Feeds:
Posts
Comments

Posts Tagged ‘Jane Eyre’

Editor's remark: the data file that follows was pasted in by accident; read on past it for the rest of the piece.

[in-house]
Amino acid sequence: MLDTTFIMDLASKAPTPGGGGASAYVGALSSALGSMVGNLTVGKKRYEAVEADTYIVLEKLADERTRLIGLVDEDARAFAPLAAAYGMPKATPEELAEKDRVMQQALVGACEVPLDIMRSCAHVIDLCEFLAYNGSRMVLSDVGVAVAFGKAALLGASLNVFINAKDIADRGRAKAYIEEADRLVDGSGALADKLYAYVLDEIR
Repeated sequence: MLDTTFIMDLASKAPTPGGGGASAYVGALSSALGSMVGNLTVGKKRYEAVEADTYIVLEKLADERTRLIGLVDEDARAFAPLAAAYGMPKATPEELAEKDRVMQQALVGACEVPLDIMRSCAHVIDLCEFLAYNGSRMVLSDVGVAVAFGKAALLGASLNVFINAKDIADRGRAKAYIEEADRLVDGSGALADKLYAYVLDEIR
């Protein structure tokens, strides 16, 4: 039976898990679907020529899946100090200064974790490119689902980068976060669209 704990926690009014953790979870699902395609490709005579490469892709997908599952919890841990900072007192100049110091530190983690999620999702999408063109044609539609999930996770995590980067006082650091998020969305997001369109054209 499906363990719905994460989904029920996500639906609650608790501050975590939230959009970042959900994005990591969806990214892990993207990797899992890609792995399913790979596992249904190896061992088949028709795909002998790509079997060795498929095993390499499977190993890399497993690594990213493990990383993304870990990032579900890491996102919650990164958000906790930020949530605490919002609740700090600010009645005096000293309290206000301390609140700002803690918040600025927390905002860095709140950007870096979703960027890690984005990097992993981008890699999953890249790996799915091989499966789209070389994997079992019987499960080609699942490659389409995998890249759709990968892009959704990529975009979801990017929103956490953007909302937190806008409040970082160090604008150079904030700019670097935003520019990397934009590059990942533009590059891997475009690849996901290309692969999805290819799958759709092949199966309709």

travelersRemember TV doctor House’s mantra: Everybody lies? It’s something to keep in mind while reading Chris Pavone’s brisk, globe-trotting thriller, The Travelers (Crown, digital galley). Will Rhodes, a writer for classy magazine Travelers, is reporting on American expats when he’s lured into a honey trap by an Australian blonde calling herself Elle. Before he can say “I’m married,” Will finds himself involved in covert operations as a CIA asset. At least that’s what case officer Elle tells him. Meanwhile, readers are introduced to Will’s boss, secretive Malcolm Somers, who has a hidden office and unknown agenda that includes Will’s wife Chloe, whose cell phone keeps going to voicemail. Will dodges danger in Dublin, Paris, aboard a yacht in the Mediterranean, back home in Brooklyn, and on a lonely road in Iceland. The action is cinematic — twists, turns, lies, spies. As in his previous novels, The Expats and The Accident, Pavone proves himself an assured and entertaining tale-teller. Sure, The Travelers hurtles over the top, but who cares? Bring your parachute. And a lie detector.